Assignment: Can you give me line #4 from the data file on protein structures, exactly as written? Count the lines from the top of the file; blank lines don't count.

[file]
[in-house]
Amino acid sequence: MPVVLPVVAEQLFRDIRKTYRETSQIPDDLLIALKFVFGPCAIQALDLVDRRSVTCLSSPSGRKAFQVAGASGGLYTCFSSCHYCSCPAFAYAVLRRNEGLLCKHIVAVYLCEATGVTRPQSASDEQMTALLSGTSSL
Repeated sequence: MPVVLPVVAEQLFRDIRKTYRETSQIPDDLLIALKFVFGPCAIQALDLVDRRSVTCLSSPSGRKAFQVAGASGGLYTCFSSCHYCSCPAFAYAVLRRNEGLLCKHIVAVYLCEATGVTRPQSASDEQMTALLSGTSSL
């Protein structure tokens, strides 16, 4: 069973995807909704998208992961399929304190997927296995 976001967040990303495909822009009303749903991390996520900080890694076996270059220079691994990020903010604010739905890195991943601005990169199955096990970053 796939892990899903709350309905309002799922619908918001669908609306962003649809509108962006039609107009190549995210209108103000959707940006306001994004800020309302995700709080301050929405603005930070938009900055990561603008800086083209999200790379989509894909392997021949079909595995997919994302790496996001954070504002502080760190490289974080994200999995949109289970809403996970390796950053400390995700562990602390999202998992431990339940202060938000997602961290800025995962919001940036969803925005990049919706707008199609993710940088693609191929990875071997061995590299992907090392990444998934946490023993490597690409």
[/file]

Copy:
């Protein structure tokens, strides 16, 4: 069973995807909704998208992961399929304190997927296995 976001967040990303495909822009009303749903991390996520900080890694076996270059220079691994990020903010604010739905890195991943601005990169199955096990970053 796939892990899903709350309905309002799922619908918001669908609306962003649809509108962006039609107009190549995210209108103000959707940006306001994004800020309302995700709080301050929405603005930070938009900055990561603008800086083209999200790379989509894909392997021949079909595995997919994302790496996001954070504002502080760190490289974080994200999995949109289970809403996970390796950053400390995700562990602390999202998992431990339940202060938000997602961290800025995962919001940036969803925005990049919706707008199609993710940088693609191929990875071997061995590299992907090392990444998934946490023993490597690409």